On October 19, 2015, Canada elected Justin Trudeau and his Liberal party to form a new majority government. While some conventional analysts have interpreted the defeat of the Harper government as one that had run its course after nine years in power, others observed that the 44 year old Trudeau represented the advent of a new generation of politician with a new approach in the conduct of power. It’s not unlike that of his illustrious father—Pierre Elliot Trudeau—back in 1968.
Since his election victory, Prime Minister Trudeau has been participating in multiple international forums and meetings such as G20, meeting with U.N. Secretary General, APEC, COP21 in Paris, clearly articulating a return to a more proactive, principled, and multilateral approach in foreign affairs. The state dinner with the Obamas in Washington, D.C. last March contrasted with the previous, more distant relationship between Harper and the U.S. president. Coming in June, the so-called summit of the Three-Amigos—Obama, Enrique Peña Nieto (of Mexico) and Trudeau—will take place in Ottawa and could usher in a different relationship from the past between the three countries.
It should be noted that Trudeau won a decisive victory (39.5 percent of the popular vote, 184 seats in Canada’s House of Commons), and combining his results with that of the New Democratic Party (NDP, a progressive, and many would say, socialist party obtained 19.7 percent), the election clearly indicated a shift to the left in Canada’s politics.
Change is not limited to the new Prime Minister and his party. Outgoing Prime Minister Stephen Harper announced his departure as leader of Canada’s Conservative Party the night of his electoral loss in October. Arguably the most conservative Prime Minister in Canadian history, his party will now embark on a leadership race that will involve not only a change of leader, but also a debate on the nature of Canadian conservatism.
How the Conservative Party (the official opposition with 32 percent of the popular vote in the October 19th election) will fit in the new Canadian electoral dynamic will certainly be felt in the upcoming party leadership race scheduled in 2017. Will it shift closer to the political center than it had been under Harper’s leadership?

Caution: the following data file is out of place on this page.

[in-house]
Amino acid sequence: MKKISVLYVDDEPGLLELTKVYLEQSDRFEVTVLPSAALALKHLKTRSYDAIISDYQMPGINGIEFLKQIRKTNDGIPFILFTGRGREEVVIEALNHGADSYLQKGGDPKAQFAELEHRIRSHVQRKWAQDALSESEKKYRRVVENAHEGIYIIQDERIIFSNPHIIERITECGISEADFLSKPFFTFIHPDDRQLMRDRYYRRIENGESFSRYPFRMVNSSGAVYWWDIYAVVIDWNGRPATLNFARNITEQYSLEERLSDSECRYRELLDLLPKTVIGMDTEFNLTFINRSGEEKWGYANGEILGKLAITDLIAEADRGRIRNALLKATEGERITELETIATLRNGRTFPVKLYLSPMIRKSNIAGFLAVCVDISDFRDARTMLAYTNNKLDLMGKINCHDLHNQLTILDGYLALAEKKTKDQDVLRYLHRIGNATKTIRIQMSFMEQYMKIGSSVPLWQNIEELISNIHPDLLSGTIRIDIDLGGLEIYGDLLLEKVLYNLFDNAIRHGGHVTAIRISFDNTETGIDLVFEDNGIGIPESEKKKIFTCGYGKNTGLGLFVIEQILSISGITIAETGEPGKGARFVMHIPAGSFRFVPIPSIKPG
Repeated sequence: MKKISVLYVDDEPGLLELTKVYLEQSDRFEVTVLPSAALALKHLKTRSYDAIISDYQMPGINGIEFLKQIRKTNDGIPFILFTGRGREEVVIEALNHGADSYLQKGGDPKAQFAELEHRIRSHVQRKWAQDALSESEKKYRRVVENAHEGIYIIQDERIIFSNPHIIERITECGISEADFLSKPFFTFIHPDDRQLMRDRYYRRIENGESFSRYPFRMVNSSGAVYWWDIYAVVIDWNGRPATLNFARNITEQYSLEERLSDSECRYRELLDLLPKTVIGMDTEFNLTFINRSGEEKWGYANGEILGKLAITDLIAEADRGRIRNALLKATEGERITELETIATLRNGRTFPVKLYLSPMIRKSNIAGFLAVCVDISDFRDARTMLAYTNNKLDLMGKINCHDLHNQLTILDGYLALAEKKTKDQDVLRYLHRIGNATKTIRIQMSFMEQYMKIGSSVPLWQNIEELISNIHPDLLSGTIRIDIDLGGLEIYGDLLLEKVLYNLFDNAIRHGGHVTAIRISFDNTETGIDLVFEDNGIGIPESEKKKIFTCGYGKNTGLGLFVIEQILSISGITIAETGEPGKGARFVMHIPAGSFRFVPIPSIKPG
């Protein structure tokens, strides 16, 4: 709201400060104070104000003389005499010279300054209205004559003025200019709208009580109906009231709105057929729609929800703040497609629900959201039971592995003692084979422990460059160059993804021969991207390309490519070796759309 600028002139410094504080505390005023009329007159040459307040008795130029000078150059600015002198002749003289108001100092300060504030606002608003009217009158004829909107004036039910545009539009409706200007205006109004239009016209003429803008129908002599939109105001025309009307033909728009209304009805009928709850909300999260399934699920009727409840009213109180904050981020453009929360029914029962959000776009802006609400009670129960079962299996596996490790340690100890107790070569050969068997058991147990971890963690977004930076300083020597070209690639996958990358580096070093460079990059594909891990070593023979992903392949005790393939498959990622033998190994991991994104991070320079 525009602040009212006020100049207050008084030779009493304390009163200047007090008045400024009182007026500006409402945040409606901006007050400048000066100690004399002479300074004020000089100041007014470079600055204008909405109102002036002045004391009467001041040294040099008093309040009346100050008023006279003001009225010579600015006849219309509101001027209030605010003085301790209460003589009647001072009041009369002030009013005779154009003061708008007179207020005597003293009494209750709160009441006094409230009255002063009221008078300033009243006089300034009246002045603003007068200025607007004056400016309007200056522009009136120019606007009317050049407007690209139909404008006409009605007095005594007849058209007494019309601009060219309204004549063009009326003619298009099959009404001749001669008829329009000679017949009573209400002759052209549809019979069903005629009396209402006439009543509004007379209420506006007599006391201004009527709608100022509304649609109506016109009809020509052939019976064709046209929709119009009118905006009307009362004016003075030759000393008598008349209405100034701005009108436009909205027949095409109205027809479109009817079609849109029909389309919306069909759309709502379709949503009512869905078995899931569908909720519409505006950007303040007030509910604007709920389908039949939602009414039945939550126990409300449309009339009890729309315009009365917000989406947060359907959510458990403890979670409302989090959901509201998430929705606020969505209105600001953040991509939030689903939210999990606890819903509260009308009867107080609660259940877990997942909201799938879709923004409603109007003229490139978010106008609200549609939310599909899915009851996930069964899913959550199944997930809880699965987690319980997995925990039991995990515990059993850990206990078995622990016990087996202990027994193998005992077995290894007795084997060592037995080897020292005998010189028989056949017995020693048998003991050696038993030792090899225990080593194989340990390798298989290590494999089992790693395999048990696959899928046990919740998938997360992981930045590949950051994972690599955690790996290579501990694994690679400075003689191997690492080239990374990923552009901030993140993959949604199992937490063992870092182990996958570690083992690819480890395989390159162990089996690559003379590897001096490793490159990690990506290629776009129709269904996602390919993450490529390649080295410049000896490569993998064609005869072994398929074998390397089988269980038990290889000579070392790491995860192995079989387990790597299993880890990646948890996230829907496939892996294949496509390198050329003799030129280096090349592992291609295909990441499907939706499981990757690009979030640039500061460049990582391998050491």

Beyond Trudeau’s rise to power and Harper’s departure from the scene, change was also reflected in Canada’s NDP. On April 10th, at the Leadership Review convention held in Edmonton, Alberta, the NDP rank and file decided to withhold their confidence in party leader Tom Mulcair, and vote for a leadership convention. Mulcair graciously accepted the verdict, and indicated he would stay to lead his party in the House of Commons until a new leader is selected.
To many political observers, the decision to change the NDP leader was nothing short of a political earthquake. Mulcair was definitely one of Canada’s most effective opposition leaders in modern history, and some polls had him as a distinct possibility to replace Harper before the last campaign, and become the next Prime Minister. After all, as recently as 2011, the NDP had finished second in seat totals to become the official opposition in the House of Commons.
As evidence that the individual campaigns matter, the NDP and its strategists chose a cautious, some would say lackluster, course in this most recent campaign and were outflanked on the progressive scale by the young Trudeau, who was then leading the third party in numbers of seats in the House of Commons. The fact that the NDP not only failed to go from the second party to the first, but returned to its traditional political posture of being the third party in the House, goes a long way to explain the April 10th vote and the decision to change leaders. Expect a more ideological shift to the left from the NDP rank and file as more centrist-minded Mulcair is replaced.
Mulcair, a Quebecer and highly responsible for the NDP incursion in the province of Québec, will soon leave the political scene. Will his departure mark more than the passage of a leader: possibly the end of the NDP as a force in Québec?
The October results saw the number of NDP seats go from 103 to 44 nationally. It can be argued that the Quebec-based NDP seats (down from 59 to 16) will now become even more vulnerable when Mulcair leaves the scene and especially if he is replaced by a leader from outside Québec. This could also represent an opportunity for the Trudeau government to expand its presence in Québec, thereby consolidating its potential hold on power.
Generational change at the government level, some ideological shifts expected within both the Conservatives and the NDP parties, and new leaders in Canada’s second and third parties illustrate a changing of the guard in Canada, and definitely a new direction in our politics.